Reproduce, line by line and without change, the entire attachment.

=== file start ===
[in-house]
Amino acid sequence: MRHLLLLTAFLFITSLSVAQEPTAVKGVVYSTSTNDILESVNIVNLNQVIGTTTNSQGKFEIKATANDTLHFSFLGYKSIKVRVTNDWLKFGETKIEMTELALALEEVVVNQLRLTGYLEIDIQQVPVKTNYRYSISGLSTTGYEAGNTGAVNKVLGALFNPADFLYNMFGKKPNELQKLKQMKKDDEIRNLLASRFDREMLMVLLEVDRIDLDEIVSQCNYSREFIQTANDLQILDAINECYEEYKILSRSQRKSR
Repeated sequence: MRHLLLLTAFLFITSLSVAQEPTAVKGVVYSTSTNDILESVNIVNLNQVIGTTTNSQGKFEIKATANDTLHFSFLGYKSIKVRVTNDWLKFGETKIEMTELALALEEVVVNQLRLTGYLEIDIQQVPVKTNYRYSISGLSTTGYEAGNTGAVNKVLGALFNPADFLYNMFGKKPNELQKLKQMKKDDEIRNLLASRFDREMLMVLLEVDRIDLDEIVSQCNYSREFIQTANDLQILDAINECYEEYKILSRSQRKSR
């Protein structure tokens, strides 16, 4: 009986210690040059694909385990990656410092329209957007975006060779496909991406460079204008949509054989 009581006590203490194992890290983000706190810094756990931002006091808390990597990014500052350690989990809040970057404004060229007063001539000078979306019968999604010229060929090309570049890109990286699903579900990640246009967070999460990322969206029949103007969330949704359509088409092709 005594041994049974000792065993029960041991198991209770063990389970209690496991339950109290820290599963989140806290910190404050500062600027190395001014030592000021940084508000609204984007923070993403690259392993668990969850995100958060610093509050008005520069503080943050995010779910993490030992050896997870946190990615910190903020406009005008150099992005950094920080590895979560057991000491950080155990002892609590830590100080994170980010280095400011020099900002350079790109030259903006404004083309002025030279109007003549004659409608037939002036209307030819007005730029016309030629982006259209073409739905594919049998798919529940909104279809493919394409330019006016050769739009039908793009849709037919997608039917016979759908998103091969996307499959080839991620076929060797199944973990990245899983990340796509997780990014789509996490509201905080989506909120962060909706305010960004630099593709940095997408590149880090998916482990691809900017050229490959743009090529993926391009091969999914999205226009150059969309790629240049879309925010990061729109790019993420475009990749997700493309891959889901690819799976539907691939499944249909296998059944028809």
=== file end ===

[in-house]
Amino acid sequence: MRHLLLLTAFLFITSLSVAQEPTAVKGVVYSTSTNDILESVNIVNLNQVIGTTTNSQGKFEIKATANDTLHFSFLGYKSIKVRVTNDWLKFGETKIEMTELALALEEVVVNQLRLTGYLEIDIQQVPVKTNYRYSISGLSTTGYEAGNTGAVNKVLGALFNPADFLYNMFGKKPNELQKLKQMKKDDEIRNLLASRFDREMLMVLLEVDRIDLDEIVSQCNYSREFIQTANDLQILDAINECYEEYKILSRSQRKSR
Repeated sequence: MRHLLLLTAFLFITSLSVAQEPTAVKGVVYSTSTNDILESVNIVNLNQVIGTTTNSQGKFEIKATANDTLHFSFLGYKSIKVRVTNDWLKFGETKIEMTELALALEEVVVNQLRLTGYLEIDIQQVPVKTNYRYSISGLSTTGYEAGNTGAVNKVLGALFNPADFLYNMFGKKPNELQKLKQMKKDDEIRNLLASRFDREMLMVLLEVDRIDLDEIVSQCNYSREFIQTANDLQILDAINECYEEYKILSRSQRKSR
């Protein structure tokens, strides 16, 4: 009986210690040059694909385990990656410092329209957007975006060779496909991406460079204008949509054989 009581006590203490194992890290983000706190810094756990931002006091808390990597990014500052350690989990809040970057404004060229007063001539000078979306019968999604010229060929090309570049890109990286699903579900990640246009967070999460990322969206029949103007969330949704359509088409092709 005594041994049974000792065993029960041991198991209770063990389970209690496991339950109290820290599963989140806290910190404050500062600027190395001014030592000021940084508000609204984007923070993403690259392993668990969850995100958060610093509050008005520069503080943050995010779910993490030992050896997870946190990615910190903020406009005008150099992005950094920080590895979560057991000491950080155990002892609590830590100080994170980010280095400011020099900002350079790109030259903006404004083309002025030279109007003549004659409608037939002036209307030819007005730029016309030629982006259209073409739905594919049998798919529940909104279809493919394409330019006016050769739009039908793009849709037919997608039917016979759908998103091969996307499959080839991620076929060797199944973990990245899983990340796509997780990014789509996490509201905080989506909120962060909706305010960004630099593709940095997408590149880090998916482990691809900017050229490959743009090529993926391009091969999914999205226009150059969309790629240049879309925010990061729109790019993420475009990749997700493309891959889901690819799976539907691939499944249909296998059944028809």